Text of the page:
Revenue decreased by 4.8 percent to R1.7billion, operating profit fell by 9.5 percent to R954 million, and headline earnings per share was down 9.4percent to 159.51c.
Net asset value per share increased 1.9percent to 1790.8c.
Emira chief executive Geoff Jennett said their strategy involves rebalancing its portfolio of assets out of offices, recycling under-performing capital into yield-accretive investment in the US, and diversifying into residential property locally.
“We have made good, gradual progress on our strategies despite the tough local trading conditions throughout the year,” he said,
Office vacancies improved to 5.3percent from 7.1percent, mostly due to a R1.8bn portfolio disposal to Inani Prop Holdings. The directly held South African office exposure fell to 24.5percent from 35.3percent of total overall assets, leaving it “fundamentally rebalanced” and with 21 office buildings, of which 19 are P and A grade, said Jennett.
Emira closed the year with 80 directly held South African properties, valued at R10.9bn.
New letting and contractual escalations saw Emira’s stable portfolio notch up like-for-like net revenue growth of 3.1percent.
A highlight was leasing four of the 11 floors of 80 Strand, Cape Town, co-owned by Emira and Swish, to global co-working brand WeWork. It also invested R239.2m in upgrades.
The R209.3m Bolton residential conversion in Rosebank with co-investors the Feenstra Group, came on stream to become Emira’s sole directly-held residential property.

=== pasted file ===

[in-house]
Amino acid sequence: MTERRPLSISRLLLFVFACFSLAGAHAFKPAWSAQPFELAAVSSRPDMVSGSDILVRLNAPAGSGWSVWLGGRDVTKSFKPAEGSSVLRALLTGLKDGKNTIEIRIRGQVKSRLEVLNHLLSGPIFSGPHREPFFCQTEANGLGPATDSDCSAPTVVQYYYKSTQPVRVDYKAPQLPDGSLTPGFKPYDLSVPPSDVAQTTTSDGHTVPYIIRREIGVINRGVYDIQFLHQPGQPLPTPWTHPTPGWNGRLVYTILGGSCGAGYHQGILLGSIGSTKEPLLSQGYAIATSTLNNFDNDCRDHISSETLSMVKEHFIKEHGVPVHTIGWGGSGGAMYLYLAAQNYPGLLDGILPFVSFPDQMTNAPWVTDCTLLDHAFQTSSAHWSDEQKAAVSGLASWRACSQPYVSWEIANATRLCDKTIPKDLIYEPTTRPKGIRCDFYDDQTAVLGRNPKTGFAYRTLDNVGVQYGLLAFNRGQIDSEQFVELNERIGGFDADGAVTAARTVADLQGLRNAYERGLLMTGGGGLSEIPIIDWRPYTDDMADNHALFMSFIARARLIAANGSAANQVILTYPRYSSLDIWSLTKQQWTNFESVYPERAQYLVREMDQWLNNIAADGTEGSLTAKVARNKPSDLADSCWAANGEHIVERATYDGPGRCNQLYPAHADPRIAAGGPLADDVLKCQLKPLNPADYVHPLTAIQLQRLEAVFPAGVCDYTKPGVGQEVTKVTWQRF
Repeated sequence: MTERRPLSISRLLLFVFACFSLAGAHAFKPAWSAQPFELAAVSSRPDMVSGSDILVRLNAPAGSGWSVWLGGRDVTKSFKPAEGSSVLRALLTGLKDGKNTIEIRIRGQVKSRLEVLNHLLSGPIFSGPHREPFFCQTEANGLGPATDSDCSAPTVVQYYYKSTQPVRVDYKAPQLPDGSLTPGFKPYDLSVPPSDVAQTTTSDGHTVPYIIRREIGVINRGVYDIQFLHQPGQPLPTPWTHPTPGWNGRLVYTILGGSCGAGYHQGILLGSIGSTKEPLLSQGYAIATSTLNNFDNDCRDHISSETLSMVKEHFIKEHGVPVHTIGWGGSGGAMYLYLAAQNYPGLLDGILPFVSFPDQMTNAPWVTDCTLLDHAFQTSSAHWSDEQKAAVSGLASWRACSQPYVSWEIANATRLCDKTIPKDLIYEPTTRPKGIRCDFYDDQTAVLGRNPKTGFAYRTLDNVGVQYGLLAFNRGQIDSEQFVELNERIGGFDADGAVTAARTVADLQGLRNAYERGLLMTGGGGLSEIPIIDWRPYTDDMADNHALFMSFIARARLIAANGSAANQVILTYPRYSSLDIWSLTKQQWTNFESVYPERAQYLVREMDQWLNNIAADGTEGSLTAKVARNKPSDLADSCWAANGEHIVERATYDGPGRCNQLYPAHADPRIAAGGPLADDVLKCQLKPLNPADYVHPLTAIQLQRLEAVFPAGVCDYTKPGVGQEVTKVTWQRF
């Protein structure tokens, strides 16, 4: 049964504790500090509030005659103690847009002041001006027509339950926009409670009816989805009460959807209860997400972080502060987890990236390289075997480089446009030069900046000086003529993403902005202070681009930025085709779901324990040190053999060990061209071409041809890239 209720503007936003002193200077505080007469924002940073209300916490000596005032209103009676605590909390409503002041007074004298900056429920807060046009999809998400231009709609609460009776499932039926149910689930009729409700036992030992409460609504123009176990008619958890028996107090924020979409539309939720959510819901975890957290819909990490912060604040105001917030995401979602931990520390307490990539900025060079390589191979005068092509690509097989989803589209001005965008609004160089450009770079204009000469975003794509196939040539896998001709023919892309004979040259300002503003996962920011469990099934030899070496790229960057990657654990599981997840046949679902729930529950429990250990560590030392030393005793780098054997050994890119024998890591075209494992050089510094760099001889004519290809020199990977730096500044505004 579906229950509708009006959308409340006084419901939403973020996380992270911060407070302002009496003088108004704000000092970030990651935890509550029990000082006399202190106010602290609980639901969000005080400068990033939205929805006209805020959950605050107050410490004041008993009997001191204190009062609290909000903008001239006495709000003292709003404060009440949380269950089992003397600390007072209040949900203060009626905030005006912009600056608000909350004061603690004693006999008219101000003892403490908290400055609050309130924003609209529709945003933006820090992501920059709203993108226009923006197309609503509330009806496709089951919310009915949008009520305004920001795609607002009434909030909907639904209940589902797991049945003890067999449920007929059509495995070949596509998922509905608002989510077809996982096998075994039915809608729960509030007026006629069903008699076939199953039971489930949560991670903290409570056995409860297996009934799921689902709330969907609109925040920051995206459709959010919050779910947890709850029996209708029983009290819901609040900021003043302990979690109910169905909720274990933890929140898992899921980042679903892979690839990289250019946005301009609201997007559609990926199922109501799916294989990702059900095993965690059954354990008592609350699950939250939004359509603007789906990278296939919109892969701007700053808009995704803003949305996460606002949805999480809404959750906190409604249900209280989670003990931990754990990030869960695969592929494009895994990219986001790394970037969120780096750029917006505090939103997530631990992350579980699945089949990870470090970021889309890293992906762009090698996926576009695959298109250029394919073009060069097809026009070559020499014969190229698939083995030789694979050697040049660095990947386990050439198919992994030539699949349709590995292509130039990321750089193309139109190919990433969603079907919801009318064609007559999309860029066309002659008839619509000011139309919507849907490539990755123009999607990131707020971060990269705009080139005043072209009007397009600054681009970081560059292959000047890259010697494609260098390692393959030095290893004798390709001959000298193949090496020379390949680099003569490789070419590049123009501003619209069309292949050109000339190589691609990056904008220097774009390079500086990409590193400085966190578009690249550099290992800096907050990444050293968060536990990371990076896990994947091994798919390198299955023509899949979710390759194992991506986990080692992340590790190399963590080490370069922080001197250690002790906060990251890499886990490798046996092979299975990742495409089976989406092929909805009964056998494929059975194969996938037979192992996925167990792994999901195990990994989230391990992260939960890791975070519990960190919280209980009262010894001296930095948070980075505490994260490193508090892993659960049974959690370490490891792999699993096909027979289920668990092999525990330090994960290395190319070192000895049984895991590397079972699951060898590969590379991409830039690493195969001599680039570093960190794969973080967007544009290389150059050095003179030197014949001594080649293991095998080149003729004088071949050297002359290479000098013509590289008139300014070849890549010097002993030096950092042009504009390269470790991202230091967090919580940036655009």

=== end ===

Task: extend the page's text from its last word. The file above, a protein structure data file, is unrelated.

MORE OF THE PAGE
Completed in May 2018, it was more than 75 percent let by year-end.
Emira also has indirect exposure to the residential rental property sector through its 34.9percent stake in Transcend Residential Property Fund, which it took up during the year.
Transcend made a R37.9m contribution to Emira’s total income.
Enyuka, Emira’s rural retail property venture with One Property Holdings, which holds R1.1bn of lower LSM shopping centre assets, contributed R77.5m to Emira’s distributable income.
Emira more than doubled its US assets from four to nine properties. The latest was University Town Center in Norman, Oklahoma, where $12.4m (R188.87m) was invested for a 49.6percent equity interest.
Some proceeds from the office portfolio disposal were used to reduce debt, and R3.3bn of debt that matured was either refinanced long-term or settled. Gearing was at 36.1percent.
Shareholders could expect positive dividend growth for the year ahead, said Jennett.